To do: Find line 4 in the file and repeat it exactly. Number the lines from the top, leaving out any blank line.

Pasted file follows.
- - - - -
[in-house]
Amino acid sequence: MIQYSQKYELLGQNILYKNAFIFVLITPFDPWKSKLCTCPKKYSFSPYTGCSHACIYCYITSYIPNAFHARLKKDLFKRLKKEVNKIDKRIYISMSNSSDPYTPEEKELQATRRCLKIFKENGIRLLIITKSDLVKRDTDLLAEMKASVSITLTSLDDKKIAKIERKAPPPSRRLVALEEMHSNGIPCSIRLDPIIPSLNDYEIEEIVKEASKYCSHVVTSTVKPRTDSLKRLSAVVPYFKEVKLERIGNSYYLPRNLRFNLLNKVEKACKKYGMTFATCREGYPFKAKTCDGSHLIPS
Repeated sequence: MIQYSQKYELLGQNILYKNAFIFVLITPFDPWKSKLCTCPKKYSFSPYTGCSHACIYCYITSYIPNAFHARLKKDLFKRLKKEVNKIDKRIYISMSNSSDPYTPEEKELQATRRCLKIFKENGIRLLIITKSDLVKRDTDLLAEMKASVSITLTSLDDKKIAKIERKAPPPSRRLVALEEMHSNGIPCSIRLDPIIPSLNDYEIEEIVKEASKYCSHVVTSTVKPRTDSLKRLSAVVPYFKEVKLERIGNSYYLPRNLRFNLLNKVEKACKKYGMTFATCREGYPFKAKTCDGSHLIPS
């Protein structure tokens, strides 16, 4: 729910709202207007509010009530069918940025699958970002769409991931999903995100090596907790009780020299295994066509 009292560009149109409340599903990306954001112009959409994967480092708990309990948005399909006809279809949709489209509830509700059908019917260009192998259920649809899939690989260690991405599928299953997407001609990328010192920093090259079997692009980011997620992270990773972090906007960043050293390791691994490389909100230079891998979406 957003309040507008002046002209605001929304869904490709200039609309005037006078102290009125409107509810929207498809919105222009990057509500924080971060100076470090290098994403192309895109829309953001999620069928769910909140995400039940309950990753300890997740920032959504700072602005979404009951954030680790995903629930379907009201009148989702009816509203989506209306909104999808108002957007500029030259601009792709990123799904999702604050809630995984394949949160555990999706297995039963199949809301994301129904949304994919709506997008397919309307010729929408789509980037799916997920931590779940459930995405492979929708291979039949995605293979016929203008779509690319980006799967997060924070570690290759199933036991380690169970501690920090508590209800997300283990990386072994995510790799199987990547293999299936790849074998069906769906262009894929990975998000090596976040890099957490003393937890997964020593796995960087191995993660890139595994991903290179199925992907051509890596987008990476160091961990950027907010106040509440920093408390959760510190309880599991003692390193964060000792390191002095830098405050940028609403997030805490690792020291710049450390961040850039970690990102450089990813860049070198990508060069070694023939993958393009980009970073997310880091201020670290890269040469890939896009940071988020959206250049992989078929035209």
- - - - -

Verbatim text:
């Protein structure tokens, strides 16, 4: 729910709202207007509010009530069918940025699958970002769409991931999903995100090596907790009780020299295994066509 009292560009149109409340599903990306954001112009959409994967480092708990309990948005399909006809279809949709489209509830509700059908019917260009192998259920649809899939690989260690991405599928299953997407001609990328010192920093090259079997692009980011997620992270990773972090906007960043050293390791691994490389909100230079891998979406 957003309040507008002046002209605001929304869904490709200039609309005037006078102290009125409107509810929207498809919105222009990057509500924080971060100076470090290098994403192309895109829309953001999620069928769910909140995400039940309950990753300890997740920032959504700072602005979404009951954030680790995903629930379907009201009148989702009816509203989506209306909104999808108002957007500029030259601009792709990123799904999702604050809630995984394949949160555990999706297995039963199949809301994301129904949304994919709506997008397919309307010729929408789509980037799916997920931590779940459930995405492979929708291979039949995605293979016929203008779509690319980006799967997060924070570690290759199933036991380690169970501690920090508590209800997300283990990386072994995510790799199987990547293999299936790849074998069906769906262009894929990975998000090596976040890099957490003393937890997964020593796995960087191995993660890139595994991903290179199925992907051509890596987008990476160091961990950027907010106040509440920093408390959760510190309880599991003692390193964060000792390191002095830098405050940028609403997030805490690792020291710049450390961040850039970690990102450089990813860049070198990508060069070694023939993958393009980009970073997310880091201020670290890269040469890939896009940071988020959206250049992989078929035209």